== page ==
After nearly five years of planning, officials with a historic downtown Atlanta church have confirmed to Urbanize Atlanta their goal of creating a “God-sized vision” for inclusive high-rise housing is officially moving forward.

Phase one of the 360 Peachtree Street project led by Atlanta First United Methodist Church has entered permitting phases with the city, according to Rev. Jasmine R. Smothers, the congregation’s lead pastor.

“We are grateful that we’ve been able to move this project forward in the midst of high construction costs,” Smothers wrote to Urbanize Atlanta via email.

The most prominent facet of phase one will be a 20-story building with 170 units of housing, designed with a curving façade that follows a bend of Ivan Allen Jr. Boulevard, just south of the downtown Connector. 

The latest renderings illustrate how the phase-one tower will stand behind Atlanta First United Methodist Church (pictured at bottom left) along Ivan Allen Jr. Boulevard. Moody Nolan Atlanta; courtesy of Atlanta First United Methodist Church

Beyond the residential portion, Smothers said phase one will include two new schools: Atlanta First Day School and a tuition-free school for homeless children.

Eighty-five percent of the apartments will be reserved as affordable housing, renting between 30, 60, and 80 percent of the area median income, according to the pastor.

“[Those] include some three-bedroom units so that families can live downtown!” Smothers wrote.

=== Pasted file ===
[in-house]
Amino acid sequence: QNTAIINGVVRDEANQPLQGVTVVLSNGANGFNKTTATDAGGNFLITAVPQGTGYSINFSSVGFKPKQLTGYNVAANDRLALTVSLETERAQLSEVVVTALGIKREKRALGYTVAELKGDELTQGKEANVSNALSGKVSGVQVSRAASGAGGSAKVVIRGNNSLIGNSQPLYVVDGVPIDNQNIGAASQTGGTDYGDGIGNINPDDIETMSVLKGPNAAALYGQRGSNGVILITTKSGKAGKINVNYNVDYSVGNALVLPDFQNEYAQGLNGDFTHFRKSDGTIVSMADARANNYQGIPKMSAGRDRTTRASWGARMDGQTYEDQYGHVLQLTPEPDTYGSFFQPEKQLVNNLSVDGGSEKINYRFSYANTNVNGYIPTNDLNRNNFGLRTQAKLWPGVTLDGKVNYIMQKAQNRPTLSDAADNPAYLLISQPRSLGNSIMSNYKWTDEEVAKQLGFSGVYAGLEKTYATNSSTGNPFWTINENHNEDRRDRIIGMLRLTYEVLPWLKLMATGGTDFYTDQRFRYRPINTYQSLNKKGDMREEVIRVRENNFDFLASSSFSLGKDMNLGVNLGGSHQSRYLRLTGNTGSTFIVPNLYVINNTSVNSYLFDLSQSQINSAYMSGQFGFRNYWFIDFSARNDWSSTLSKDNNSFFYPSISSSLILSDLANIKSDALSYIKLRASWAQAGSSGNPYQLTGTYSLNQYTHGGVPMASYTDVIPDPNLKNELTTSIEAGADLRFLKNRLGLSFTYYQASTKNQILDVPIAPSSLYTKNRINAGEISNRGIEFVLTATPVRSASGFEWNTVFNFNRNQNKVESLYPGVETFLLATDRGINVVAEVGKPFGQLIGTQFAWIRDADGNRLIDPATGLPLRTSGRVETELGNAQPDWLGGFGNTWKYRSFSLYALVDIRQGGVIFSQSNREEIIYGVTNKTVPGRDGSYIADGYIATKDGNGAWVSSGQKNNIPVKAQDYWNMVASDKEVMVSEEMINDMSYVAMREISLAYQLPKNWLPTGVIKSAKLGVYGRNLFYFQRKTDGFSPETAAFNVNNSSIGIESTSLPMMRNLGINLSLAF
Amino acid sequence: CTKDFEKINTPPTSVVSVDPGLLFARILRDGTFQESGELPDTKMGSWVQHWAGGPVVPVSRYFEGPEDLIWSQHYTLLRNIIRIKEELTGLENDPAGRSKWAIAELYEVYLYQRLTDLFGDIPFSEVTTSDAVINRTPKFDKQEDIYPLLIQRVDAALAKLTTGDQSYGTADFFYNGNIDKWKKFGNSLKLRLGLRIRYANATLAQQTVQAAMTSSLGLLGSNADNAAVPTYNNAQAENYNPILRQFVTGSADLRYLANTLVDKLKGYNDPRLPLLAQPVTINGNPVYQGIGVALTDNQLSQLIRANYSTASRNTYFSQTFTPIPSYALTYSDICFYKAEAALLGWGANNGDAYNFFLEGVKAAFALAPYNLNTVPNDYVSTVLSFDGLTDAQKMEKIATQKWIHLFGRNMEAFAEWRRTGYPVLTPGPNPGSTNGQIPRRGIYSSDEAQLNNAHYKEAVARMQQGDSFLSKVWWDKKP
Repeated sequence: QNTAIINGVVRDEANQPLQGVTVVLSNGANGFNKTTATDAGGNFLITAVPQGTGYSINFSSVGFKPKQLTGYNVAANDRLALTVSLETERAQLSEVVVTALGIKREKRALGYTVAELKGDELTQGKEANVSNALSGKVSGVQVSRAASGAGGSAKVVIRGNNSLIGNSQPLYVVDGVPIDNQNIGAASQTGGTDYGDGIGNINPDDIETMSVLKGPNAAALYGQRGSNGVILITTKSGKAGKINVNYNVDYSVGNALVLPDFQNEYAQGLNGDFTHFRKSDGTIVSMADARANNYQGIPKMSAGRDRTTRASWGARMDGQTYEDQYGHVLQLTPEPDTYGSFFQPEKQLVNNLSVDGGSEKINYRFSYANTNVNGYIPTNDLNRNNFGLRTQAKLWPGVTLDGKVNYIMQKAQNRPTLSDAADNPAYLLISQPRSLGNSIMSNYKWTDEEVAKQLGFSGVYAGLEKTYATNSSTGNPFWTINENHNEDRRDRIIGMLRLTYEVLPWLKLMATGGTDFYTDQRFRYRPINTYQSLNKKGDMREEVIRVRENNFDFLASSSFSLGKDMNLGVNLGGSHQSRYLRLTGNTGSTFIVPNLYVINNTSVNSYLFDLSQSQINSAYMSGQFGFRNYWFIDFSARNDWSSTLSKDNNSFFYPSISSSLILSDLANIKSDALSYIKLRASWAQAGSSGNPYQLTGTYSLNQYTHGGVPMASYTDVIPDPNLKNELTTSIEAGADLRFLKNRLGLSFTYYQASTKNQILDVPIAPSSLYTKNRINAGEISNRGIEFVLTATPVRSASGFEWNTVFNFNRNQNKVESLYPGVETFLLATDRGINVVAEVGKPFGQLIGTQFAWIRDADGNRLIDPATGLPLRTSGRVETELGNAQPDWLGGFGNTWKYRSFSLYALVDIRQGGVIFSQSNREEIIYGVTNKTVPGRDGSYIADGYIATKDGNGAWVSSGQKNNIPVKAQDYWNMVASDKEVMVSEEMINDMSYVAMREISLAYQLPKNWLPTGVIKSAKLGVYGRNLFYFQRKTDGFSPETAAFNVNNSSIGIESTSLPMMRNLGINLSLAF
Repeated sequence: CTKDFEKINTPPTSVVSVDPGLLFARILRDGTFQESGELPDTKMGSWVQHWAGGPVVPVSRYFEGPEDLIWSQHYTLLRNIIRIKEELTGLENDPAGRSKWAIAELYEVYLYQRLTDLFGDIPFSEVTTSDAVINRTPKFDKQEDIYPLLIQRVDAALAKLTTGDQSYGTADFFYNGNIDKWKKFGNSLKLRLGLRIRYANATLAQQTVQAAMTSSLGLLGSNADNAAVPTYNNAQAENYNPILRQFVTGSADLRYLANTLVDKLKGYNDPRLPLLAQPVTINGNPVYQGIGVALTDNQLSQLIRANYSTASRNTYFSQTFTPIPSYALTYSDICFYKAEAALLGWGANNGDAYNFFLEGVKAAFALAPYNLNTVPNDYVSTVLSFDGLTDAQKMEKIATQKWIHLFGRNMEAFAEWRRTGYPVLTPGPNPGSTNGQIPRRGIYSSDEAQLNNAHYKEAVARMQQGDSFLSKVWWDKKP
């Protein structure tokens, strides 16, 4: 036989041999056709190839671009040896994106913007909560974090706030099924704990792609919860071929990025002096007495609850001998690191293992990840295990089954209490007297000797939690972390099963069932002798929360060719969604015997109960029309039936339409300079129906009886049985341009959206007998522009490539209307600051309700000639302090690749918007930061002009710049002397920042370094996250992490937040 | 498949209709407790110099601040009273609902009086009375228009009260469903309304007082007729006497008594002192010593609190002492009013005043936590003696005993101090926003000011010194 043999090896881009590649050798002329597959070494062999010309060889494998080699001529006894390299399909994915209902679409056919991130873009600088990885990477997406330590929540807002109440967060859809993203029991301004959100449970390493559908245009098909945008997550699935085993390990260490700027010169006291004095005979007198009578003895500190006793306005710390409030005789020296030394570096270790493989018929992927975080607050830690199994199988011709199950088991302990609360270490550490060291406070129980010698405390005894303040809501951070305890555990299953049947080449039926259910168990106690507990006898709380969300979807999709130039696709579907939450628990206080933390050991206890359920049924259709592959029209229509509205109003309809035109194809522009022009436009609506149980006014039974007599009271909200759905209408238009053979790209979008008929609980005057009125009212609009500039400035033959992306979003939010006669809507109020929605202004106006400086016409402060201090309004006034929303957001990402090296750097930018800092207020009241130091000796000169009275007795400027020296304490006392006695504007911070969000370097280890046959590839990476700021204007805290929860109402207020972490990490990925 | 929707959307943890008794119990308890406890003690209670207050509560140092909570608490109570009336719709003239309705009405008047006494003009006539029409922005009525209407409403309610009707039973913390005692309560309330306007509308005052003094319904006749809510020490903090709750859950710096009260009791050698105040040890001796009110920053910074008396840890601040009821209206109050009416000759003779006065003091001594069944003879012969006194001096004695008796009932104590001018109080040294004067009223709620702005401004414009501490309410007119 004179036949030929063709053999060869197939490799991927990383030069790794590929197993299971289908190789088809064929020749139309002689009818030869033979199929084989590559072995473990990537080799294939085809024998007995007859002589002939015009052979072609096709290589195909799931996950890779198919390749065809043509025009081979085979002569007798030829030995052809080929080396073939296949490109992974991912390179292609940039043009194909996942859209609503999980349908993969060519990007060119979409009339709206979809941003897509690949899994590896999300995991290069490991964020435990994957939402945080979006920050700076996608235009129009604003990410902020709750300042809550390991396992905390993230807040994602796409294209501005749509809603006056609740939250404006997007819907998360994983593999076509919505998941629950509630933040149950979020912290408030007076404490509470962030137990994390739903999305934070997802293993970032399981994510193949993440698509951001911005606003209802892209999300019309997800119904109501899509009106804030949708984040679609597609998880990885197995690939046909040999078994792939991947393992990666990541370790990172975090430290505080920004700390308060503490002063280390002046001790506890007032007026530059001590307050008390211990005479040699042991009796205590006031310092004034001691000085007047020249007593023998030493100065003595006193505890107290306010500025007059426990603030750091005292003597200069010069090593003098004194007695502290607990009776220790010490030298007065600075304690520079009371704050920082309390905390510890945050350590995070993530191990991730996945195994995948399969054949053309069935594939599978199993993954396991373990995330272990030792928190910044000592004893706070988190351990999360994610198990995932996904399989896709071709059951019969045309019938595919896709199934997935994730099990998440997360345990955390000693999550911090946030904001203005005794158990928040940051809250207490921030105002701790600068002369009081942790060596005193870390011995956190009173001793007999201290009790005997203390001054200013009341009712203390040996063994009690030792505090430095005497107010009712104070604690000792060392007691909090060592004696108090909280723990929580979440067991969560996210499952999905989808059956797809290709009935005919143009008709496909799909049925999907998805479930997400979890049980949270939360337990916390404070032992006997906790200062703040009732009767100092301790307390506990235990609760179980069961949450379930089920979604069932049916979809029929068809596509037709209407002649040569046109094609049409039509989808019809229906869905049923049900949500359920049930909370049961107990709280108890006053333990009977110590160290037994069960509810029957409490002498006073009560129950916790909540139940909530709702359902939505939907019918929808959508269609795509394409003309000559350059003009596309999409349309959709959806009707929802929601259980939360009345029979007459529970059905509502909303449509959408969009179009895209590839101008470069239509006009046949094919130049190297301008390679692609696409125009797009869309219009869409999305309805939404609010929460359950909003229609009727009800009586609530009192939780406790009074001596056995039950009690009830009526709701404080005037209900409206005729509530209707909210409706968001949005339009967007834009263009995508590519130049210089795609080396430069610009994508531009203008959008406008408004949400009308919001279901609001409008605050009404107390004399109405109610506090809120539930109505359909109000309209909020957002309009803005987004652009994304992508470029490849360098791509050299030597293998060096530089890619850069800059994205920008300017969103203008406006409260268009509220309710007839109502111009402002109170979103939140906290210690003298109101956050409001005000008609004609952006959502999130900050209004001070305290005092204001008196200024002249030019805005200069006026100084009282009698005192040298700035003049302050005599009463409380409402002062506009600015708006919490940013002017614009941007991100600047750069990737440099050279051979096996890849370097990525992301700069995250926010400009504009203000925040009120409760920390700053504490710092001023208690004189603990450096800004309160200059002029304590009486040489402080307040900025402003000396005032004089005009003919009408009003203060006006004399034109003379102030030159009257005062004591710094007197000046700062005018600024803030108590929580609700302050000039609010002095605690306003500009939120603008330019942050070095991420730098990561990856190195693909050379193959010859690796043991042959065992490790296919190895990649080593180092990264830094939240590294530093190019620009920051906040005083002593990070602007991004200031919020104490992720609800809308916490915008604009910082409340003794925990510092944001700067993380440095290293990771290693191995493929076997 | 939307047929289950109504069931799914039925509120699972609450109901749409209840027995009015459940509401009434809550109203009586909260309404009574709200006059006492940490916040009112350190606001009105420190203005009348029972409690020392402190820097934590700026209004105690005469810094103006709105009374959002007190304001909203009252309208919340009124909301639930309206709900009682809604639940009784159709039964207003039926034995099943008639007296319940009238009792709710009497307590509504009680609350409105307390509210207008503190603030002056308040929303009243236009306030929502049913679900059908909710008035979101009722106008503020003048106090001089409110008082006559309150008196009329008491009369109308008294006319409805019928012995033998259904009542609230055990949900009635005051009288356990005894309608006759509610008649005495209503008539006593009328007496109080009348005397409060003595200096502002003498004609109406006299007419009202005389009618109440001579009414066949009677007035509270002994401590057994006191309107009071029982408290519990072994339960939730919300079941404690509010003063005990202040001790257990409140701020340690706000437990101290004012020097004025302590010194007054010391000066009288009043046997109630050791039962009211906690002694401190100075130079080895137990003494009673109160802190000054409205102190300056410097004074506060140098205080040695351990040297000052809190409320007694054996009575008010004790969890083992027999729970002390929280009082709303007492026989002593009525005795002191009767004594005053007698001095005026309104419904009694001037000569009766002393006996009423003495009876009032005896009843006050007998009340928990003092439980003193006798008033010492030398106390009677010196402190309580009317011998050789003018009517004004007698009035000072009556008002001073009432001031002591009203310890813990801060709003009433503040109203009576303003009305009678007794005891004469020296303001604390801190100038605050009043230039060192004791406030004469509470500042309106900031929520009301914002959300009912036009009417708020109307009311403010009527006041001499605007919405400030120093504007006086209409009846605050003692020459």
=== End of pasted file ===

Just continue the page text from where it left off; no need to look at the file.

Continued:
Permitting paperwork filed with the city for land development this week indicates 2,266 square feet of retail and a 72-vehicle parking deck are also in the phase-one mix. The two new schools will total just shy of 65,000 square feet, per that paperwork.  

Where phase one is planned to fit on the 1.8-acre property. Google Maps

Moody Nolan Atlanta; courtesy of Atlanta First United Methodist Church

Every iteration of Moody Nolan Atlanta-designed project renderings to date has indicated a larger high-rise building is planned for a future phase, consuming a parking lot at the church property’s southern edge.

The news comes nearly a year and ½ after Atlanta Mayor Andre Dickens hosted a ceremonial groundbreaking at the church for the Faith-Based Development Initiative, which also served to commemorate the congregation’s 175th anniversary in Atlanta.

Church leaders first made headlines in 2019 by issuing a Request for Proposals that challenged developers to help them create stacked affordable housing on 1.8 acres next to the gothic-style sanctuary from 1903. Situated between Peachtree and West Peachtree streets, the land in question is currently home to pay parking lots, an unused outbuilding, and an education building, Atlanta UMC leadership has previously said.

Moody Nolan Atlanta; courtesy of Atlanta First United Methodist Church

Atlanta UMC’s development task force unanimously approved a joint venture in 2021 with Chicago-based nonprofit developer Evergreen Real Estate Group, citing that company’s track record of mission-driven, community-focused projects in urban environments.

Smothers credited the mayor’s office, the city’s Housing Office, Invest Atlanta, Atlanta Housing, and the Georgia Department of Community Affairs with helping set phase one in motion.

In the gallery above, find more context and visuals.


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